Getting jQuery ajax and callbacks to Seaside into the right order


I guess having learned something new is what makes a day a good one. So I’ve had a good day today.

In my Seaside Application, I try to add a few fancy ajax gadgets that use Ajax and do something before and after the actual Ajax call is performed. Especially in the case where you need to do something only after the ajax call is finished, you need to always keep in mind that the Ajax call is asynchronous, that means if you do an $.ajax, the following javascript statements will be run after the ajax call is issued (in other words:  immediately), not after the call is finished.

I thought I knew all about this.

Until today.

Because I had something that looked like this:

$.ajax({
  "url": options.url,
  "data": [
    options.queryFields,
    options.serializeCallback+"="+self.val(),
  ].join("&"),
  "complete": drawTarget(),
});

Don’t worry about the data parameter, that’s not important for the moment. Just imagine I send out a Seaside Callback’s identification as part of the options to my plugin and that is what gets handed back to the server in this call.

The point of my post is about the complete callback.

It turns out that I had some strange effect in that the callbacks (the one from this ajax and one in the drawTarget() function) came into my Seaside image in the wrong order, but only after the ajax was done. So the complete callback worked to some extent, but not quite right.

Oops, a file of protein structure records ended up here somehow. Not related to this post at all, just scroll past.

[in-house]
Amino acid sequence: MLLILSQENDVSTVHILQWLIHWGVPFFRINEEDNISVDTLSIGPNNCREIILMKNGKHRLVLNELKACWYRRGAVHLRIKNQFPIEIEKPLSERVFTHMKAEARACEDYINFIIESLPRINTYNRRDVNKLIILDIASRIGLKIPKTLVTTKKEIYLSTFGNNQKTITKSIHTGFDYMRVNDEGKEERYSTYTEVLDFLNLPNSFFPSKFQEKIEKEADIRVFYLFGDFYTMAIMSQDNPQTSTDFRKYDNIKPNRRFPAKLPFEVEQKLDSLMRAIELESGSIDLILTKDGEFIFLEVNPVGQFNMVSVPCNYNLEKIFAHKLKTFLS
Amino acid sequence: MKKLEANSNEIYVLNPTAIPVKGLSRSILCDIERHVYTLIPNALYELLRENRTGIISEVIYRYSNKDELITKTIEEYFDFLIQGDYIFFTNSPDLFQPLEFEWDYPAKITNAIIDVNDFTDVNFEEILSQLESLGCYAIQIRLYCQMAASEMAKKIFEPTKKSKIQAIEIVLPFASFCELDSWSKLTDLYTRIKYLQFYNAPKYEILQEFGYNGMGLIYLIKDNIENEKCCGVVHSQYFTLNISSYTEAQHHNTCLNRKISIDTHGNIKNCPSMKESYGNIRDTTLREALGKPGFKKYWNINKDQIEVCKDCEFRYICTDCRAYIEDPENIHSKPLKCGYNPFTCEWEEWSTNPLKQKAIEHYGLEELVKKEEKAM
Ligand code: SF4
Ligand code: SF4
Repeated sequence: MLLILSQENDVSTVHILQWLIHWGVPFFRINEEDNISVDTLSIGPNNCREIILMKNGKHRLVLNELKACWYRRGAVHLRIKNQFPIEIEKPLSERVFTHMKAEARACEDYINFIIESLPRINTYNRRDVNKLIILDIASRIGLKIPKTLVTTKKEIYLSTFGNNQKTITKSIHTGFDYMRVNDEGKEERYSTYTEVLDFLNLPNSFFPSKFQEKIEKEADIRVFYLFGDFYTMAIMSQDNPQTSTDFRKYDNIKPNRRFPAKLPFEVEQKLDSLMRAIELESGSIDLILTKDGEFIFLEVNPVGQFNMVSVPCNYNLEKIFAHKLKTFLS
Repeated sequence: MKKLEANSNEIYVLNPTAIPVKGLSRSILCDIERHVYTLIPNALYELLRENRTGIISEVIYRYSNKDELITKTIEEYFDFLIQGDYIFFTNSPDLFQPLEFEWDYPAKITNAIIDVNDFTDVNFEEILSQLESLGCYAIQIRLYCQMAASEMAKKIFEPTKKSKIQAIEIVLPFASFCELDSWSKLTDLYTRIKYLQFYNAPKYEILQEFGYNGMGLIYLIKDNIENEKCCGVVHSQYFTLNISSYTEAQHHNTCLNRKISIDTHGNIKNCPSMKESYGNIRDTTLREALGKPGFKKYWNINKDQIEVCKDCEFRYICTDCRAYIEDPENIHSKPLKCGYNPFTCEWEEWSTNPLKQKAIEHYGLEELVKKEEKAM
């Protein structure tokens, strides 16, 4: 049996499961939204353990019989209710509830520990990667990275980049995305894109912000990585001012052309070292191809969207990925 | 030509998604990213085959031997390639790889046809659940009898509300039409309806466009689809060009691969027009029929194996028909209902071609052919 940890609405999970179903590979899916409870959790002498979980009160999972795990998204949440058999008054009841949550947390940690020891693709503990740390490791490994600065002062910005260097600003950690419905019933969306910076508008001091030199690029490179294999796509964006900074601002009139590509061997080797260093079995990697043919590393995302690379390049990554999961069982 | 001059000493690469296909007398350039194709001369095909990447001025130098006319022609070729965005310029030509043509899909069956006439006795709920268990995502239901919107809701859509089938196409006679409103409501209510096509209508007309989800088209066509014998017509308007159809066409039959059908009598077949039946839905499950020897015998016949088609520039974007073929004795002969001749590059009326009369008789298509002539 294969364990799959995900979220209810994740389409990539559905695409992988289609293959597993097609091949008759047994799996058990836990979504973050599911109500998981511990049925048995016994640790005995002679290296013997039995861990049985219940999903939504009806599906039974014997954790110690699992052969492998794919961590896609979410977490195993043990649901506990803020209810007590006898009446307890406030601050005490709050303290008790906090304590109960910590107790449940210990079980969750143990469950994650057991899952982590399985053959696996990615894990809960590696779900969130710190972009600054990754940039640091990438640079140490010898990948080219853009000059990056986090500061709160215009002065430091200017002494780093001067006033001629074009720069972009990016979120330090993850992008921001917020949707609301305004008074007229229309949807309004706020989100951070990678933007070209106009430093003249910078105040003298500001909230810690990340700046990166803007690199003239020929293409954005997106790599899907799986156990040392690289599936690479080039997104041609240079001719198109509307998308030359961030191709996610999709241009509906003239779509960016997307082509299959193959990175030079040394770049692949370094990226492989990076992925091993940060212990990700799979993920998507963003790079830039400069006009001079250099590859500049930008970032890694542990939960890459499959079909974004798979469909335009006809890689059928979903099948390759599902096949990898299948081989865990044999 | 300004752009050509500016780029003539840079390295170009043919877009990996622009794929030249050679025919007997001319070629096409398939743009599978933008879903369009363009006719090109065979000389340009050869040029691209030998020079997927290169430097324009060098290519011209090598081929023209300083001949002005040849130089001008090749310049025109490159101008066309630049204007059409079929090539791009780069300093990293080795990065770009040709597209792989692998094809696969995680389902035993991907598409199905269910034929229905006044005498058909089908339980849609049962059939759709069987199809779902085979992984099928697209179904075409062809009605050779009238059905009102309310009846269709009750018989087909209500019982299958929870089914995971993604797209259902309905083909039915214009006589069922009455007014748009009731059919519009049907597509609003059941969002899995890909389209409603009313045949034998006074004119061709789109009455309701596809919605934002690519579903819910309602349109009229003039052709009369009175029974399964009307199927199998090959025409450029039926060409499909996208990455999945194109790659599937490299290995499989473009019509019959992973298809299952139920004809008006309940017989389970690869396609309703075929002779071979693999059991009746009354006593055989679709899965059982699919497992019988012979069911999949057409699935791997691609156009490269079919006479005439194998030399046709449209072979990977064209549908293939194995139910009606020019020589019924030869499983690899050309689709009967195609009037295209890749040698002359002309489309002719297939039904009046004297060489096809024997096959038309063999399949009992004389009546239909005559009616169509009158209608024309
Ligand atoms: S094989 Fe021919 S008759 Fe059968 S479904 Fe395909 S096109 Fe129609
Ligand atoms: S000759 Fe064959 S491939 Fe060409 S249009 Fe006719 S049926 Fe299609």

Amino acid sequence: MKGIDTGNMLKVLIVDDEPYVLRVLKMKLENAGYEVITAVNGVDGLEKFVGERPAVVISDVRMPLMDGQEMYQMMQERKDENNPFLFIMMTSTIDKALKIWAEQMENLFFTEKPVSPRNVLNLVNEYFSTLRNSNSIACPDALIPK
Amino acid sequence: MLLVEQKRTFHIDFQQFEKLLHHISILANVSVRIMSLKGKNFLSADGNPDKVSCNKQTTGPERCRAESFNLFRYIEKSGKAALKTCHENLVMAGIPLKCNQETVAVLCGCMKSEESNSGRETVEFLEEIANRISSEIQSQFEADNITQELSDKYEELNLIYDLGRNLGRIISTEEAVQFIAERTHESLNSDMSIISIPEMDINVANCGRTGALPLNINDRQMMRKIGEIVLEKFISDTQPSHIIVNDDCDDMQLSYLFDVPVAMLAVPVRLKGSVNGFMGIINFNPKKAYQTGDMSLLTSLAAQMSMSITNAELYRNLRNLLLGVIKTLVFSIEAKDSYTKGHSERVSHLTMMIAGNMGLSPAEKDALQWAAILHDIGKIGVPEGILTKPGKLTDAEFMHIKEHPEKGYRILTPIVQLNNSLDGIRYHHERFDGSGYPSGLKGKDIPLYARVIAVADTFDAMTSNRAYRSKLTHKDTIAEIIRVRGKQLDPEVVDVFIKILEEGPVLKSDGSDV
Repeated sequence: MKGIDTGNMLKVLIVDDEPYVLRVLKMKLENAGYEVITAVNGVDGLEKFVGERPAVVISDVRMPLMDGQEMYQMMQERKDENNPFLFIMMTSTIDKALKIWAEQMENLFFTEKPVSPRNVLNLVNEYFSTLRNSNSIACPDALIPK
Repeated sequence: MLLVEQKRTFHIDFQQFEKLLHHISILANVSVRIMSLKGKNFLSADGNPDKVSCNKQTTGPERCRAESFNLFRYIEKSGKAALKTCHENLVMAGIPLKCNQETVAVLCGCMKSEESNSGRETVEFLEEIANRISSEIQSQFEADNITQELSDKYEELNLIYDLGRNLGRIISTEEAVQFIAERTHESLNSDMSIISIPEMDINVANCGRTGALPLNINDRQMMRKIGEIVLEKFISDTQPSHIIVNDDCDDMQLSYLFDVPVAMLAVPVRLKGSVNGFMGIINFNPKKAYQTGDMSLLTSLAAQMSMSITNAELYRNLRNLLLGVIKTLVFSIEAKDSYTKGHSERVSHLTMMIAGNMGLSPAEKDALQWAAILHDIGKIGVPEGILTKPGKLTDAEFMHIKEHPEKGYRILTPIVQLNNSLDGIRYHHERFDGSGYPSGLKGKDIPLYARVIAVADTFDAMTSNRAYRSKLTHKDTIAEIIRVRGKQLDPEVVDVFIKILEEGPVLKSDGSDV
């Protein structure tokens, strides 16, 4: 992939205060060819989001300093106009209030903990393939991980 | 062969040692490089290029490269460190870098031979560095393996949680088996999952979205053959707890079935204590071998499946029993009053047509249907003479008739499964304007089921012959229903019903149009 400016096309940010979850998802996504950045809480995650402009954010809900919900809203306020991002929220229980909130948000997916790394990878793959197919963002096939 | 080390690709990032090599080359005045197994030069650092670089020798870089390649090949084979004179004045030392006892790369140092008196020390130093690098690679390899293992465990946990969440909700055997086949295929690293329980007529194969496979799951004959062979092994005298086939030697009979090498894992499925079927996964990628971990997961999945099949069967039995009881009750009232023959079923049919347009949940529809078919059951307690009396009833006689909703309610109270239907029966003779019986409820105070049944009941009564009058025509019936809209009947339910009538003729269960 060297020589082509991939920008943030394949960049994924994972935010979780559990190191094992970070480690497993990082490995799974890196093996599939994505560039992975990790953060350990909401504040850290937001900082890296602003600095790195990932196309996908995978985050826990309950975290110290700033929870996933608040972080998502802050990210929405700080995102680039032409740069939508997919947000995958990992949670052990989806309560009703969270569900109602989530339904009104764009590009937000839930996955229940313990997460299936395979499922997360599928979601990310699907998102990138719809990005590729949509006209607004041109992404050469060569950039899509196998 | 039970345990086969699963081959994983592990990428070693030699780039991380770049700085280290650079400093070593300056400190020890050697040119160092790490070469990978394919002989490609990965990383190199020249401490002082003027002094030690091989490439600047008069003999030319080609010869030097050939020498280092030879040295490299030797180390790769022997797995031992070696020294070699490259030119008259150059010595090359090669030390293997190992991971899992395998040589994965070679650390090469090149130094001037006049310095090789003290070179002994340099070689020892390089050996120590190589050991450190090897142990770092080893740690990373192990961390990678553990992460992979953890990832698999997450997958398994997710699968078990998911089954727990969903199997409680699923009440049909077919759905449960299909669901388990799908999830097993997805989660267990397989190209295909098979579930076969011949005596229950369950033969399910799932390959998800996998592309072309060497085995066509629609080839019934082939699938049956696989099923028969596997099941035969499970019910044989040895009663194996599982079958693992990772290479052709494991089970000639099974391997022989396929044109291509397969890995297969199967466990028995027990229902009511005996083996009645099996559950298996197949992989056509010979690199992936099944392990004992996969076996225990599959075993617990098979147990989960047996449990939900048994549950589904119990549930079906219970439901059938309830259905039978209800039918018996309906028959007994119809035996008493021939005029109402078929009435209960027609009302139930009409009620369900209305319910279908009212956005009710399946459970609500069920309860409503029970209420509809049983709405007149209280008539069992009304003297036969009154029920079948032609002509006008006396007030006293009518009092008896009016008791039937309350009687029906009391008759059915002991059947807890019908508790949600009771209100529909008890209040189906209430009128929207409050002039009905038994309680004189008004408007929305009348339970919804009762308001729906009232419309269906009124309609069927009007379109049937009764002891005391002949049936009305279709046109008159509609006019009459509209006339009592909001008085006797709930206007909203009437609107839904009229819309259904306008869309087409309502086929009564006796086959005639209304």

It turns out the use of complete, success and so one as parameters to $.ajax has long been deprecated:

Deprecation Notice: The jqXHR.success(), jqXHR.error(), and jqXHR.complete() callbacks are deprecated as of jQuery 1.8. To prepare your code for their eventual removal, use jqXHR.done(), jqXHR.fail(), and jqXHR.always() instead.

So after I changed my ajax code to

$.ajax({
  "url": options.url,
  "data": [
    options.queryFields,
    options.serializeCallback+"="+self.val(),
  ].join("&"),
}).always(drawTarget());

The callbacks come in in the correct order and my application works as it should. This is just another proof of the “once you do it right, it simply works ” theorem, I guess😉

And, it also is another hint that reading documentation can sometimes be a good idea.